Procurement has evolved and so too has the perception of it. Everybody knows what the sales, accounting and finance teams do, but the traditional perception is that nobody really knows what procurement does. This is changing of course, but it varies from company to company as it depends entirely on the maturity of the organization. “Once upon a time procurement was a depreciation function where all the people who were failing in other functions ended up,” says Martino. “If you look now at a procurement function, these are the tough guys who are extremely powerful and have a lot of responsibility within the company. What makes it key is the compliance and that they sign contracts and therefore, they take risk or mitigate risk every day for the company. It’s not just about the price, it’s about what happens if the suppliers close and go bankrupt or what happens if there’s a quality problem etc. The responsibilities you have towards the business are huge.”

As a technology provider within the steel industry, Danieli Group provides technologies to manufacturers to produce steel. The company’s motto is Innov-Action; to be a step ahead in capex and opex and promises to achieve an even higher level of quality and standards in every aspect of its work from planning, designing and manufacturing to erection, commissioning and service. With specific technology assets equal to millions of dollars in value, a delay in production could see customers lose millions. Danieli Group has to be extremely reliable in its supply chain to be able to deliver and to be reliable.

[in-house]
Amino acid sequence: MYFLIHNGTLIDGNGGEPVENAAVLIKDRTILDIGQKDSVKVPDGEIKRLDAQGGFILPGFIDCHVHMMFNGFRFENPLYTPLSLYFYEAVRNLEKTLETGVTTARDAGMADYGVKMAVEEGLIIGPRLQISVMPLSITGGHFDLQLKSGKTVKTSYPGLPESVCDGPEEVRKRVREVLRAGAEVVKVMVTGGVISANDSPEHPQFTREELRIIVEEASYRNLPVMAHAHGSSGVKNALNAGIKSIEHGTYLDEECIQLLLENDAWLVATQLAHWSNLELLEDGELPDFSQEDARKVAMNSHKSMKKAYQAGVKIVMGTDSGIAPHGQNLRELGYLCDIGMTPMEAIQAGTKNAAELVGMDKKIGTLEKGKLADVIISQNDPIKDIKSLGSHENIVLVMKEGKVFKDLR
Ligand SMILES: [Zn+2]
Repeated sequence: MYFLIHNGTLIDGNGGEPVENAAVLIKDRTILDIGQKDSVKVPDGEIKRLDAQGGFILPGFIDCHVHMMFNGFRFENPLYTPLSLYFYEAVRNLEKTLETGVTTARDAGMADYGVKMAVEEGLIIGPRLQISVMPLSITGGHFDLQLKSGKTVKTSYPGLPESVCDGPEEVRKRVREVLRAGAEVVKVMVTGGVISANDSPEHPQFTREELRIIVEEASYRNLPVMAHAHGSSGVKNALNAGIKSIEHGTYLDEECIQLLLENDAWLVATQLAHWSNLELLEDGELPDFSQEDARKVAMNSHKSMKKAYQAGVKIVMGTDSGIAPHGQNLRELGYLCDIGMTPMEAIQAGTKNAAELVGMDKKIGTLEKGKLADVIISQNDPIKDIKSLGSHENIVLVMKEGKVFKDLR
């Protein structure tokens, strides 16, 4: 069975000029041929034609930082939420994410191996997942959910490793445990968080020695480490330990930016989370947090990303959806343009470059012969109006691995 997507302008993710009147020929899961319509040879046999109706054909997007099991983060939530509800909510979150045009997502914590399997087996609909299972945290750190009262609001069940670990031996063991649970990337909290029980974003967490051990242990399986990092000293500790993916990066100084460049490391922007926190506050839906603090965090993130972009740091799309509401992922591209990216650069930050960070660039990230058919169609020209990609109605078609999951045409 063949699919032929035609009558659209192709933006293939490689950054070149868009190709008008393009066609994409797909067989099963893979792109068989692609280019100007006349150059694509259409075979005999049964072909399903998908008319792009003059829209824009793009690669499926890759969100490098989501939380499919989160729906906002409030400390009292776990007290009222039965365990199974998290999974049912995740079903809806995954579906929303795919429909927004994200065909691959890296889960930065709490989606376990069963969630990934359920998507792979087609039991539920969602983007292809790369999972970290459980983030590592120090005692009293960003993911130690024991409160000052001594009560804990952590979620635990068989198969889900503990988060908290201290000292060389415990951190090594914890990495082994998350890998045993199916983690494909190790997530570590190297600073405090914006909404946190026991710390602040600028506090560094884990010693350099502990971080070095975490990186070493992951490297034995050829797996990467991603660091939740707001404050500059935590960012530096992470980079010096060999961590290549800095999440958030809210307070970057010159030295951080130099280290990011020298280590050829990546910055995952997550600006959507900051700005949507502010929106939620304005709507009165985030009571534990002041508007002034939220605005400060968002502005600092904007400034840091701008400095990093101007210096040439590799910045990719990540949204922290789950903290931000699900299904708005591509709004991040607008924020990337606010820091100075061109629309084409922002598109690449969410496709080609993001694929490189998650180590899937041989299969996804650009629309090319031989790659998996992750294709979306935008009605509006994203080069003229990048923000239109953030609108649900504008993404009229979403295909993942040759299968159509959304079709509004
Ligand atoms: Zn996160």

While Danieli may be recognised as a market leader, the metals market is incredibly saturated and so competitiveness is key. Competitiveness comes from that reliability in its supply chain. Martino believes that not everybody is talking about the same thing and very often competitiveness is reduced cost. To him, competitiveness can be distinguished by five aspects; the functionality and the technology you are bringing to the company, how you are materializing these functions in a simple, smart and cost-effective way, how good  your suppliers, your costs and the conditions and business model you are offering to your customers are and the fixed spot and structure of who is hosting the service of the products you are selling. 

“In effect, the size of your company and your structure has to fit the market. The one aspect that decides what kind of size you should be, is your competitor. If you are fighting with small competitors who have half your fixed costs, you should look smaller. Maybe, like Danieli China, you could make a specialist separate business to fight against these smaller companies.”